1. Just made a cassoulet tonight that called for 3 lb of cherry tomatoes. I raided the vines for cherry tomatoes, but only found a little over a pound (yellow & red) that were ripe, so I cut the recipe in half. Still was good, but now I have fewer leftovers!

                                                                  1. Caprese with pesto is fantastic with cherry tomatoes

                                                                    1. Half then oven-dry at 215 degrees. Takes a few hours for each baking sheet to get dry where there is no moisture. The result is almost leather like and barely flexible. Can also do it outside in the sun, but takes much longer when below boiling point. Then I freeze in non-BPA zip sandwich bags. Put several sandwich bags into a gallon zip bag and freeze to enjoy all year. Great in and on all kinds of things: salads, pasta, soups, etc. A favorite is to grind them up into bits with a food processor or magic bullet and sprinkle for extra intense tomato flavor on my spaghetti with meat sauce. (sometimes with meat balls). Tasty addition to add texture on top of a good tomato soup.

                                                                      2 Replies
                                                                      1. re: smaki

                                                                        215 seems a bit hot to me - if I try that the tomatoes take on too much of a 'burned' taste even if they are not actually burnt. The color is too rather dark.

                                                                        I've been doing them at 50C - about 125F - and the tangy taste and rather bright color remains.

                                                                        Yes - does take then usually overnight - and I leave the oven door slightly ajar to let moisture escape.

                                                                        1. re: jounipesonen

                                                                          @jounipesonen, Doing another batch, thank you for the tip to go low and slow longer for better flavor. Will take your advice. Love them. Very tasty way to eat in the off-season.

                                                                      2. Cooks Illustrated had a delicious recipe called Pesto alla Trapanese that I loved. It only uses 12 ounces of cherry tomatoes, but I think it would freeze about as well as basil pesto.

                                                                        To paraphrase, dry toast 1/4 cup slivered almonds and set aside to cool. In the meantime, put the stemmed cherry tomatoes, 1/2 cup packed basil leaves, 1 small clove garlic, a chopped pepperoncini (or a small amount of vinegar and dried red pepper flakes), a little salt and the toasted almonds in a food processor.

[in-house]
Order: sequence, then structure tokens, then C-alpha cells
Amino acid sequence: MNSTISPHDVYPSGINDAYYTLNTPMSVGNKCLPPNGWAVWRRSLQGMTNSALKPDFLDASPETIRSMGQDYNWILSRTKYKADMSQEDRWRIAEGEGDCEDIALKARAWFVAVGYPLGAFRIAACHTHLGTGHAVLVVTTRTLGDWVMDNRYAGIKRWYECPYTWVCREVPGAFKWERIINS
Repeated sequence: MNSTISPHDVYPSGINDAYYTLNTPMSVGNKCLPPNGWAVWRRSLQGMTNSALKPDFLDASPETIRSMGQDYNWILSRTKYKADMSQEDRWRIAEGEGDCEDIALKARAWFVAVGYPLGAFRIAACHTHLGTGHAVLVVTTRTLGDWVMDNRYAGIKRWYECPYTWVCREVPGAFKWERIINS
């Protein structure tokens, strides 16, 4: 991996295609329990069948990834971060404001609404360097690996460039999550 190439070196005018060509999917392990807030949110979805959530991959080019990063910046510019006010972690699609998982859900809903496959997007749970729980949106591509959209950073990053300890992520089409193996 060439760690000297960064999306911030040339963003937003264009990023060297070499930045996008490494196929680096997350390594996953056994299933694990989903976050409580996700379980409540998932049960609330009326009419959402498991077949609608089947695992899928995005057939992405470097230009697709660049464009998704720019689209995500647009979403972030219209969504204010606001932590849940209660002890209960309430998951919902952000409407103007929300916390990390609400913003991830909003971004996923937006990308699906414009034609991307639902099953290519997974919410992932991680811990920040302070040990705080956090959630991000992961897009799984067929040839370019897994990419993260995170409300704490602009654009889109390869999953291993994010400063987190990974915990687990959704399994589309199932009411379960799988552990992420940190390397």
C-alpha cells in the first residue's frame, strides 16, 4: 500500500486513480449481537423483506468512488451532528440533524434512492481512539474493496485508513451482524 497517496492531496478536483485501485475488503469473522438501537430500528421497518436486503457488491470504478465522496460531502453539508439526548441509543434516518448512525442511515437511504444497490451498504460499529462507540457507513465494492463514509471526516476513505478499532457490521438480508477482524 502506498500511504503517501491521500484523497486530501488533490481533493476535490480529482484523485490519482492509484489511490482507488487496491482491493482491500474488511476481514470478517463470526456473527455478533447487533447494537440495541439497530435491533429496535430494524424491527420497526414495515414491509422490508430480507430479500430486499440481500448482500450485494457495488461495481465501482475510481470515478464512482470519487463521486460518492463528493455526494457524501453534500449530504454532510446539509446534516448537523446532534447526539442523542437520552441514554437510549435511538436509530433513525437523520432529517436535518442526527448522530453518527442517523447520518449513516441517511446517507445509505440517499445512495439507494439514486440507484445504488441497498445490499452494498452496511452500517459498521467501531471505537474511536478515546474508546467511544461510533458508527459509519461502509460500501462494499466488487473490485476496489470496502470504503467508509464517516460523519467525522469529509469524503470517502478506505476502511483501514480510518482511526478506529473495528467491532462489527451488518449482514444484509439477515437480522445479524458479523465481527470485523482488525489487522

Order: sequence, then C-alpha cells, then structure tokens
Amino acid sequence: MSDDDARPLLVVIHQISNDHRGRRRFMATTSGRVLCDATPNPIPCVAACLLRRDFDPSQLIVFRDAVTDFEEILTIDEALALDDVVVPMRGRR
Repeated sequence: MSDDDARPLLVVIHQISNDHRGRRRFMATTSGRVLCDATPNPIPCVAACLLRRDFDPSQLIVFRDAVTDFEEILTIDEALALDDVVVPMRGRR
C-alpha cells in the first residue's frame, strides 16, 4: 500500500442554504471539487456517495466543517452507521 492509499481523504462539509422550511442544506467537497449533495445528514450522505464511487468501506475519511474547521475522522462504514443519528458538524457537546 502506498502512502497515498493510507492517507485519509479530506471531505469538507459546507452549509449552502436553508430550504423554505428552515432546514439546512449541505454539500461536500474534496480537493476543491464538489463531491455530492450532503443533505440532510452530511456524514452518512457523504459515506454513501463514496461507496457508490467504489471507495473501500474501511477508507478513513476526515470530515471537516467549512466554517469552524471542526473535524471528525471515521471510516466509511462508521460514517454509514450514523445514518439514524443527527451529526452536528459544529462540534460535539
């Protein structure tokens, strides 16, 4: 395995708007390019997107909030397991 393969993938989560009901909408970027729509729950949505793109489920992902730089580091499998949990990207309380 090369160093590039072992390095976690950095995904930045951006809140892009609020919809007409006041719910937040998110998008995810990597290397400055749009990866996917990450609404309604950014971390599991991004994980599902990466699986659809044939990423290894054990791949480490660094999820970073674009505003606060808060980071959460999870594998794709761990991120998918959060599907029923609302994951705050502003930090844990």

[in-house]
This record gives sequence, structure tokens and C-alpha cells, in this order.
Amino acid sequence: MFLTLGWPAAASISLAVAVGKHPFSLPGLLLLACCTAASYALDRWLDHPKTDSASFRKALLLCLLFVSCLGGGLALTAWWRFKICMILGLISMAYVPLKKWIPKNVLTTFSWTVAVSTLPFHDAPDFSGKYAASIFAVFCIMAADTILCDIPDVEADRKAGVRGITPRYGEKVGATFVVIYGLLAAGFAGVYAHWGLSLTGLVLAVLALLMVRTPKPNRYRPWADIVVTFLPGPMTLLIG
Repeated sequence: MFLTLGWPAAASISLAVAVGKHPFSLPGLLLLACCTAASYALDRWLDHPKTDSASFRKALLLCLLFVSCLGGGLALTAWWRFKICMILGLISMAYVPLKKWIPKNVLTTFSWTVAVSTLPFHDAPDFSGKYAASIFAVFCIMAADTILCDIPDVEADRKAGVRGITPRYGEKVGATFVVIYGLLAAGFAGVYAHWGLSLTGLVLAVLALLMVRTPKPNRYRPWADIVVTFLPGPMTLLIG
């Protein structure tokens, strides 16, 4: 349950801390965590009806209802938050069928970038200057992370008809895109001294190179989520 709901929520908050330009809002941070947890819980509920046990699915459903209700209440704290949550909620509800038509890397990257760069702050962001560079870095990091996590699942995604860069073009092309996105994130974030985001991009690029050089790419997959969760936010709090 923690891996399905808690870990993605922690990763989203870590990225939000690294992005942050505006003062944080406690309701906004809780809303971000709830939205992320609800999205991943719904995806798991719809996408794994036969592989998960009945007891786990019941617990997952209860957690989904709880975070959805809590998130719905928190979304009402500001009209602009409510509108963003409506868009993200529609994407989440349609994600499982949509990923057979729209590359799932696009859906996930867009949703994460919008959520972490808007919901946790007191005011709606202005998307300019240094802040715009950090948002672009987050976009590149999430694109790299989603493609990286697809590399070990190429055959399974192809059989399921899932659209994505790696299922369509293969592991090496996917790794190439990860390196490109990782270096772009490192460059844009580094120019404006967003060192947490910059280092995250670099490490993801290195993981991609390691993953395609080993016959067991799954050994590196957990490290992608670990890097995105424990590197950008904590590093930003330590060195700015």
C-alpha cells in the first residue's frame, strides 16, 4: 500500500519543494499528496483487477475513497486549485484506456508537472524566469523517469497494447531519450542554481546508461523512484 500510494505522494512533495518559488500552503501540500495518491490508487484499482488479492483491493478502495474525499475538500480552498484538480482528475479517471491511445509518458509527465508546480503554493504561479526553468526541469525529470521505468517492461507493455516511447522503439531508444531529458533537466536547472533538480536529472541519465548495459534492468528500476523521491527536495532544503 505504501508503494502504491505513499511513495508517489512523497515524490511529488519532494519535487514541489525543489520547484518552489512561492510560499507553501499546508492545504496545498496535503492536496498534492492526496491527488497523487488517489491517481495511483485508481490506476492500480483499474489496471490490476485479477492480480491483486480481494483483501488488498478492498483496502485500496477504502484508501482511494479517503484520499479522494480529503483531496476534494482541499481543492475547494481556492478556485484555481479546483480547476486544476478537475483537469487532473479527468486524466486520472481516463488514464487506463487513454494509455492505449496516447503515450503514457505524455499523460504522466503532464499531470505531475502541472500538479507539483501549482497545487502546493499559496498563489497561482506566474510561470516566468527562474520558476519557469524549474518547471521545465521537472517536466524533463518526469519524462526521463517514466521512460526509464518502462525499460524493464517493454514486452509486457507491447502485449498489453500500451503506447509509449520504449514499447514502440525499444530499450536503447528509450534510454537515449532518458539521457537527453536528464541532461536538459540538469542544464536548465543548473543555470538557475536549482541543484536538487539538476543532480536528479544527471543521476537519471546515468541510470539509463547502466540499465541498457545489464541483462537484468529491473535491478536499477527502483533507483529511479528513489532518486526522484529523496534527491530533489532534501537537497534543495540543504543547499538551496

Process until smooth, about 1 minute, then add 1/3 cup olive oil while the machine is running.

                                                                        Toss with hot spaghetti (save some pasta cooking water to loosen it up if necessary) with Parmesan. This is enough for about 1 pound of pasta (dry).

                                                                        Very summery flavors, we loved it as a main, or you could serve it as a side with meat.

                                                                        1. Sauce!!! Split and cook as any other Marinara recipe, excellent!!

                                                                          1. I have a pot of Sun Golds on the stove. I sauteed onions & garlic in a lot of olive oil, added the tomatoes, sprigs of rosemary & thyme and I'm cooking it until I like the consistency, will then put it through a food mill and freeze in zip lock bags.

                                                                            1. How about Acqua Pazza? http://www.foodandwine.com/recipes/fi... My Italian boyfriend makes it often with cherry tomatoes.

                                                                              1. This year, besides giving some to friends, I'm donating my excess tomatoes to the local food bank. They were happy to accept both standard and cherry varieties.

                                                                                1. Cherry tomatoes make an excellent marinara sauce and they are so easy to skin. Drop into boiling water for a short time (20-30 seconds) until their skins split, and then you can simply squeeze them out of their skins. Discard the skins and use the pulp in the same way you would any other tomato flesh. This sauce freezes well. We rely on Mario Batali's basic tomato sauce recipe.

                                                                                  1. drop off them off at the food bank